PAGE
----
Meanwhile, in the regression analysis, multiple collinearity tests and common-method variance tests were performed. The results of the multi-collinearity test for the variables showed that the Variance Inflation Factor (VIF) values were between 1.06 and 3.52, and there was no multicollinearity problem in the main variables according to the criterion of 0 < VIF < 10. Harman’s single factor test was used to test the common-method variance, and showed that there were four factors with an eigenvalue greater than 1; the interpretation rate of the first factor was 21.44%, which was less than the critical criterion 40%. The results indicated that the common-method variance was not significant, so it was suitable for regression analysis (Harris and Mossholder, 1996).
Background variables, such as gender, age, hukou, left-behind experience (more than half a year for both parents or one migrant worker), family structure (whether it was a single-parent family or not), and family’s socioeconomic status (family annual income and years of parents’ education), were significantly correlated with growth mindset, reasoning ability, and substance use (see Table 2). A significant positive correlation was found between growth mindset and reasoning ability (r = 0.34, p < 0.01). A significant negative correlation was found between substance use and reasoning ability (r = −0.24 to −0.39, p < 0.01), and between substance use and growth mindset (r = −0.18 to −0.32, p < 0.01).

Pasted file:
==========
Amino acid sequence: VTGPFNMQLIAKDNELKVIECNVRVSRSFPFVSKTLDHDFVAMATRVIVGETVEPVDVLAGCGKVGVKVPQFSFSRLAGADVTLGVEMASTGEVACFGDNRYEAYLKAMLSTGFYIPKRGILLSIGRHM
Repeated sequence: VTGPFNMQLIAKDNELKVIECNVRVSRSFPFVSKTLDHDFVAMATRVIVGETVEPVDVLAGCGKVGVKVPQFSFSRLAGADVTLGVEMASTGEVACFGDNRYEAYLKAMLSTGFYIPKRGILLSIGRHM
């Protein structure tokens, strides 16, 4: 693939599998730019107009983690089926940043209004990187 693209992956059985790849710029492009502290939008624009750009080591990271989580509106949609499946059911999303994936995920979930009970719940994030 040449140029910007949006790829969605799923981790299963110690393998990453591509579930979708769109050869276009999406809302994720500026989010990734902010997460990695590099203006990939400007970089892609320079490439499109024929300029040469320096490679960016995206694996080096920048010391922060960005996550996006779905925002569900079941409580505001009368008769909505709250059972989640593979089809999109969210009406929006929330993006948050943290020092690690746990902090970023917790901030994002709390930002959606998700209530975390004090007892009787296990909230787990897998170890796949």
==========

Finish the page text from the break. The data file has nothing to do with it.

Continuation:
The background variables such as age, family annual income, and parents’ educational level, as well as substance use and growth mindset, were used as independent variables, and reasoning ability was used as the dependent variable for the regression analysis (see Table 3).
Table 3. Regression analysis for the variables to predict reasoning without an interaction term (Model 1) and with an interaction term (Model 2).
First, in Model 1, a significant positive correlation was found between growth mindset and reasoning ability after controlling for background variables (i.e., age, family annual income, and parents’ educational level) (β = 0.207, t = 9.88, p < 0.001). Only the frequency of illicit drug use was negatively correlated with reasoning ability (β = −0.325, t = −14.28, p < 0.001). Second, in Model 2, a significant negative correlation was found between the dummy variable of the frequency of illicit drug use × growth mindset and reasoning ability (β = −0.067, t = −2.92, p = 0.004), which indicates that growth mindset modulate the relationship between the frequency of drug use and reasoning ability. In addition, the ΔR2 between Model 1 and Model 2 was significantly different (F(3,1733) = 4.47, ΔR2 = 0.01, p < 0.01).